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Drug payments to doctors

     Following in the footsteps of the State of Minnesota, the State of Vermont recently required drug companies to disclose payments to physicians.  Although Vermont is a small state without a significant number of specialists, some intriguing numbers came out of the Vermont data.  For example, just as in Minnesota, it turns out that Psychiatrists take home more drug company money than any other specialty.  Further, the numbers show that Psychiatrists who took the most money also tended to be more likely to prescribe dangerous, expensive and controversial antipsychotics to children--a practice which has been questioned.   The Minnesota study also found that a significant share of the psychiatrists who were highly compensated had been disciplined in the past and had impaired credibility.

          Overall,  in 2006 drug makers paid $2.25 million dollars to Vermont doctors, their universities or hospitals, for fees and travel expenses.  Payments to psychiatrists doubled from 2005 from $20,835 to $45,692 on average.  This number does NOT include the cost of free drug samples or the salaries or expenses of sales representatives.  The manufacturers' data show that they spend roughly twice as much on marketing the drugs as they spend on researching them.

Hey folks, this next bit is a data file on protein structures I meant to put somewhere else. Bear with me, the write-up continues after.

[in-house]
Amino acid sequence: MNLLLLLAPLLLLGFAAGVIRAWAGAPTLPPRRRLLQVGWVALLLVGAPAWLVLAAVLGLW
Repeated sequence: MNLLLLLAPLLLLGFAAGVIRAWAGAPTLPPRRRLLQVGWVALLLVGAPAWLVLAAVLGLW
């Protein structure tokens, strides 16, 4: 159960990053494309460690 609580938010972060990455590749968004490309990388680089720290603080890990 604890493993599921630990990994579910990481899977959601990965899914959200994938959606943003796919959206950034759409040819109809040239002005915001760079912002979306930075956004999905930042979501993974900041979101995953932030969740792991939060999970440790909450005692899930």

Endocrinologists earned the second largest average marketing fees from drug makers:  $33,730 per year.  The top 100 doctors who received the highest compensation included 11 psychiatrists and 5 endocrinologists.  Although we are not privy to the data and couldn't tell for certain, it appears that the averages annual payment was computed for the highest-paid specialists, not for all specialists in the state.

         It appears to be self-evident that doctors' prescribing decisions should not be influenced by drug money.  This kind of back-scratching behavior is inappropriate in any circumstance, but it is deplorable when it occurs in two wealthy professions and the health of innocent people is at issue.  "Bribing" doctors to prescribe a company's drugs should be criminalized so that there is not even the appearance of unethical behavior.  The studies in Minnesota and Vermont confirm our common sense assumption that these payments are influencing the treatment decisions of medical professionals.

Thompson O’Neil, P.C.
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Traverse City, Michigan 49684
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